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View Diary: The Left's Sequester Leverage (299 comments)

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  •  Be careful about ag subsidy cuts (9+ / 0-)

    We have cheap food in the US because of these subsidy packages. I am not saying that there shouldn't be changes just that we need to consider unintended consequences.

    Remember how milk was in danger of doubling in price because of the GOP failure to reauthorize? Cutting sugar, wheat and corn subsidies present the same risk to family budgets. Given our triangular econommy this could harm the bottom 40% with an additional sudden increase in need for the snap program. (Also under GOP attack.)

    We definitely need to propose smart cuts as an alternative to the GOP but lets make sure our cuts don't result in downstream harm.

    As I wrote yesterday a small chained CPI (maybe .01 vs the truly horrible .03 multiplier) could be accepted if in exchange we were able to secure protection for Medicare beneficiaries from future premium increases. (Medicare premium increases are directly absorbed under current law by beneficiaries with a direct reduction in spendable income from SS.)  This in effect becomes a small insurance premium that prevents future economic loss for recipients.)

    Another example, We could propose and insist that SS taxes resume at 250k through 400k per year. (Al Franken had proposed a similar donut hole approach in a book that led up to his successful senate run.)

    We have got to stop fighting rear guard efforts and instead bring real alternatives that protect and enhance SS/Medicare revenue streams.

    Another alternative is to propose reforms to the 401 k System. (A good start is phasing out the tax advantage for earners over 250k per year.) The current 401k system costs more in tax breaks than it yields in real savings. Teresa Ghradelli suggested Guaranteed Retirement Accounts. (See for the pdf) These are not private accounts carved out of SS instead they represent ADDITIONAL retirement savings at a significant tax savings for the treasury.

    My point is that we as progressives need to take the lead on entitlement reform from the perspective of improving benefits while reducing costs through smarter spending strategies.

    •  You are right (9+ / 0-)

      We need to do this carefully, with a scalpel and not an axe (as someone put it above). I just picked out the AG subsidies as they were handy and they should indeed be changed/reformed/phased out/reduced.

      But you are quite right on all your points. For instance, I would go into negotiations with the GOP (and not just the formal ones, but the "negotiations by media" that have already started) proposing to eliminate the cap on Social Security contributions (now at $113K in wages/salary).
          "But we are done with taxes," Boehner and McConnell say, sputtering.
           "That's what YOU think...."


      "God has given wine to gladden the hearts of people." Psalm 104:15

      by WineRev on Fri Jan 04, 2013 at 07:53:04 AM PST

      [ Parent ]

      •  get rid of ag subsidies (2+ / 0-)
        Recommended by:
        MPociask, Creosote

        open market to competition and price won't go up.  years ago, NZ did away with all ag subsidies and their markets and economy have soared.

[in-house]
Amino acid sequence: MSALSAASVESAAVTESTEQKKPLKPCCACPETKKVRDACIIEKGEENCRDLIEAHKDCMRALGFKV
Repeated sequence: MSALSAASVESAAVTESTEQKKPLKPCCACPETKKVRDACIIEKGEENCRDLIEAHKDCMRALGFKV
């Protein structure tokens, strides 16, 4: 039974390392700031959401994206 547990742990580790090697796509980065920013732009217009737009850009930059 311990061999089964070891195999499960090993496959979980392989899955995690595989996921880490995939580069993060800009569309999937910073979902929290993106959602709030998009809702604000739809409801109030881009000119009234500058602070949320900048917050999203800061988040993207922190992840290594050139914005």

avg farm income is substantially higher than overall avg w/o subsidies and it jumps significantly when adding in the subsidies.

        forcing ag to be more cost effective would help the economy and the environment.

        mittens=edsel. no matter how much money is spent to promote it, if the product sucks, no one will buy it.

        by wewantthetruth on Fri Jan 04, 2013 at 08:00:31 AM PST

        [ Parent ]

    •  Could the chained cpi (5+ / 0-)

      be structured in such a way that lower incomes are protected and higher incomes would be capped on the benefit side?

    •  The reason for the milk price increase (5+ / 0-)

      would have been because of ag subsidies, not as result of any cuts, but as a result of increased milk subsidy. The government was going to have to increase the subsidies which would result in higher milk prices.

      Ag subsidies now mostly go to agribusiness. Corn, sugar, and wheat are definitely not the best foods to subsidize if you want to subsidize food. All three cause tremendous health problems in a large portion of the population; probably the three foods that contribute to type II diabetes to name just one problem with them. Most corn production goes for HFCS, fodder,  and ethanol, one a bad "food type product," one an unhealthy food for cattle, and one not a food at all. Also, corn is a heavy feeder; much better food could be grown with less damage to the environment than corn if we did not so heavily subsidize corn.

      You can't scare me, I'm sticking to the Union - Woody Guthrie

      by sewaneepat on Fri Jan 04, 2013 at 08:10:33 AM PST

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      •  A thousand times this (5+ / 0-)

        If you look at what every nutritionist says, fruits and vegetables are essential to a healthy diet.  Heck, they're half the plate on the latest federal guideline, My Plate!  And, not that I follow their advice on this one, a low-sugar diet.

        So of course, we don't subsidize fruits or vegetables, but instead, the mass production of cereals and sugar.  There's a great graphic out there comparing the White House vegetable garden to the food we subsidize.  Ah, here it is -

        I'd be all for an overall lowering,  and remixing of our farm subsidies.  If we want people to eat more spinach and kale, let's make spinach and kale affordable.  If we want people to eat an apple or handful of nuts instead of a candy bar, let's make apples and tree nuts affordable.

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